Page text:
Do you know who is messaging your child on Facebook?
- Credit: Archant
Paedophiles used Facebook apps to groom child sex victims more than 40 times in Suffolk last year, and it is feared that figure could rise dramatically as encryption rules change.
Under new measures to make the social networking site more secure Facebook, and the associated Messenger app, will no longer be able to scan private messages and flag content to authorities.
The NSPCC submitted Freedom of Information requests to police forces across the UK and found that in Suffolk Facebook apps were reported to be used 41 times in connection with cases of child abuse images and child sex offences last year.
Across the East of England, the apps were used in 500 cases.
They fear that the plans for encryption could lead to thousands of cases of child sex crimes going unreported.
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Andy Burrows, NSPCC head of child safety online policy, said: "For far too long Facebook's mantra has been to move fast and break things but these figures provide a clear snapshot of the thousands of child sex crimes that could go undetected if they push ahead with their plans unchecked."
Detective Superintendent Jeff Yaxley, head of joint cyber and serious crime for Suffolk police, said: "We note the views of the NSPCC with interest - their figures are unfortunately a true reflection of the crime types that we investigate.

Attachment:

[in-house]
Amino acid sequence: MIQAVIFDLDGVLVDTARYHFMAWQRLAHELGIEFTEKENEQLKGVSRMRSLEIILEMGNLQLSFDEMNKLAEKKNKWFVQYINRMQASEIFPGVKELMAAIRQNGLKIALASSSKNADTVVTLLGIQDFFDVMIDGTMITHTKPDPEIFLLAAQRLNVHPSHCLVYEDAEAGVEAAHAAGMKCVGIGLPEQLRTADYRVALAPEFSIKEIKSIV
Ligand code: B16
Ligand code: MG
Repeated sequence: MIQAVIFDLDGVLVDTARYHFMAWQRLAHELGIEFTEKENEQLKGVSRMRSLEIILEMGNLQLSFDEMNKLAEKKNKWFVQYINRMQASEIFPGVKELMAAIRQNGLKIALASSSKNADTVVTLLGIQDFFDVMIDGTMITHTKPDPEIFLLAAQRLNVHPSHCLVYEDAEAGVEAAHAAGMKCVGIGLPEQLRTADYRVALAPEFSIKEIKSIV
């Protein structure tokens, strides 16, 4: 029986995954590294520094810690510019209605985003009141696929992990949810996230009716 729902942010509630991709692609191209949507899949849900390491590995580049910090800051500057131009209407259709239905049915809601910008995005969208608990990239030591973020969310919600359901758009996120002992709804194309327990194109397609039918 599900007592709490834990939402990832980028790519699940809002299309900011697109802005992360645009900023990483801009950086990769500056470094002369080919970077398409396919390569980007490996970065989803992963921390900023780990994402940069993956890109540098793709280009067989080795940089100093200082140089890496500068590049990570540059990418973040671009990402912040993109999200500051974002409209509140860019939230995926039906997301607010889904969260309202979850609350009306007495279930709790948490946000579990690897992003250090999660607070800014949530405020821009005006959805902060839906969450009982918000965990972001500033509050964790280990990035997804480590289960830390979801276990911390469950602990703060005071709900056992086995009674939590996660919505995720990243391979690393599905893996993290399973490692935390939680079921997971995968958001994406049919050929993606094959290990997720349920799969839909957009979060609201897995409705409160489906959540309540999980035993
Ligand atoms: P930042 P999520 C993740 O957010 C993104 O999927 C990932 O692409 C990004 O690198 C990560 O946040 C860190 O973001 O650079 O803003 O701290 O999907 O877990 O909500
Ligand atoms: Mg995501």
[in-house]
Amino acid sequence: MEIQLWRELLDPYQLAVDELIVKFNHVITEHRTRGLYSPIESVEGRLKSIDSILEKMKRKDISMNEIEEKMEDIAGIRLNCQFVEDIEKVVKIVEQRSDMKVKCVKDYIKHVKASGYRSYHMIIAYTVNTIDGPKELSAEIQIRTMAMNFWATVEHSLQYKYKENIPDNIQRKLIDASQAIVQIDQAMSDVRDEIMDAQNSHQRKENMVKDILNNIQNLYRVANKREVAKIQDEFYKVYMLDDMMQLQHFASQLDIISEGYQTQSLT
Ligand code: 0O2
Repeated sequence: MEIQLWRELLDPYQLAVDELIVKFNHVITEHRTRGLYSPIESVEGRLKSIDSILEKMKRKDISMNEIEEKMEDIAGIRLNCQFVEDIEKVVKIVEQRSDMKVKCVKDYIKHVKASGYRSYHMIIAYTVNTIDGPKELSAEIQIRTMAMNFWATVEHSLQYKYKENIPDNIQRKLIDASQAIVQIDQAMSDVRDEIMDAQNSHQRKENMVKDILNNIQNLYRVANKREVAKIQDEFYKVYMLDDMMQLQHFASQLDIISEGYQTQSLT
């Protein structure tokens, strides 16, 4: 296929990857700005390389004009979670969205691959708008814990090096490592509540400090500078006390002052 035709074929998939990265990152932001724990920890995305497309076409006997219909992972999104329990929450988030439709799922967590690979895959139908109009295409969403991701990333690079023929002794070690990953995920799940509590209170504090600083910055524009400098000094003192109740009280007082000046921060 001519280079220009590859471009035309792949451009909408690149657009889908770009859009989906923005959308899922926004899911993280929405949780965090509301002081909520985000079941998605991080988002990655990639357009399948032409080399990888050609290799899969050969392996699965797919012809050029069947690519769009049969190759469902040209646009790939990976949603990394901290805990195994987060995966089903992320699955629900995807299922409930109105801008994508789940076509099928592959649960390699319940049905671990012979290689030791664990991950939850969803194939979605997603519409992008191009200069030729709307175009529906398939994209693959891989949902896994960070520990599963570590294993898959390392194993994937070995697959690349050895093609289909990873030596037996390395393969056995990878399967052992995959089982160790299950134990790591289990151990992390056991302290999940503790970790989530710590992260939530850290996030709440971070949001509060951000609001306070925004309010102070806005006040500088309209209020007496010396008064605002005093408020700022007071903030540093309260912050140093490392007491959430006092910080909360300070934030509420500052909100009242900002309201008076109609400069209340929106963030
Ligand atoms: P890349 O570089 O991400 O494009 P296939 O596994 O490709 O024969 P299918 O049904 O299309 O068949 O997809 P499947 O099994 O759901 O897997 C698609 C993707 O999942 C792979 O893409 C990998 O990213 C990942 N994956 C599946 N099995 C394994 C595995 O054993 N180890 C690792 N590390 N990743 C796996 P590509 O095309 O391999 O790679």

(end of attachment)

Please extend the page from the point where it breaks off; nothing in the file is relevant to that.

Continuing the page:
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"Social media platforms can be a potential 'playground for predators' so making sure that young people and their parents/carers/guardians are aware of these dangers is very important in reducing the risks of grooming online."
He added: "I would appeal to all parents to monitor their children's online activities and check what apps or messaging platforms they are using - the best way to stay informed is for parents/guardians/carers to be totally involved - and talk to openly about online safety and make them aware of the dangers around them."
A spokesman for Facebook said: "There is no place for grooming or child exploitation on our platforms.
"We work closely with child protection authorities in the UK, and we're consulting with experts on the best ways to implement safety measures before fully implementing end-to-end encryption."
The spokesman said they currently use technology to pro actively remove material and are "developing further ways to detect patterns of harmful behaviour in order to ban and report those responsible".
Further advice from Suffolk police can be found here.